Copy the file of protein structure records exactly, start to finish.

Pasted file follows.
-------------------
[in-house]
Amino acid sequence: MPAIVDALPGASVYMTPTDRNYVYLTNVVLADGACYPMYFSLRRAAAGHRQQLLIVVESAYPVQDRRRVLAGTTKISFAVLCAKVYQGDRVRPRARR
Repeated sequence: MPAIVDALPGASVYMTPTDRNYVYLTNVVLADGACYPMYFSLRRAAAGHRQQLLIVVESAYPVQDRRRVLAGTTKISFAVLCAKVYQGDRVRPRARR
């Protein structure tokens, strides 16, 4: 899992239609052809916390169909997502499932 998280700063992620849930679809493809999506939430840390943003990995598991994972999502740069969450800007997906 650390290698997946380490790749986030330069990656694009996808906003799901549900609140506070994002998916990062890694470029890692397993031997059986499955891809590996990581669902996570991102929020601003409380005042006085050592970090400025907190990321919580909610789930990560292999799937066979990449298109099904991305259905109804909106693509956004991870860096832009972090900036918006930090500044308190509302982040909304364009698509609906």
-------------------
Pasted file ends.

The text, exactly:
[in-house]
Amino acid sequence: MPAIVDALPGASVYMTPTDRNYVYLTNVVLADGACYPMYFSLRRAAAGHRQQLLIVVESAYPVQDRRRVLAGTTKISFAVLCAKVYQGDRVRPRARR
Repeated sequence: MPAIVDALPGASVYMTPTDRNYVYLTNVVLADGACYPMYFSLRRAAAGHRQQLLIVVESAYPVQDRRRVLAGTTKISFAVLCAKVYQGDRVRPRARR
């Protein structure tokens, strides 16, 4: 899992239609052809916390169909997502499932 998280700063992620849930679809493809999506939430840390943003990995598991994972999502740069969450800007997906 650390290698997946380490790749986030330069990656694009996808906003799901549900609140506070994002998916990062890694470029890692397993031997059986499955891809590996990581669902996570991102929020601003409380005042006085050592970090400025907190990321919580909610789930990560292999799937066979990449298109099904991305259905109804909106693509956004991870860096832009972090900036918006930090500044308190509302982040909304364009698509609906």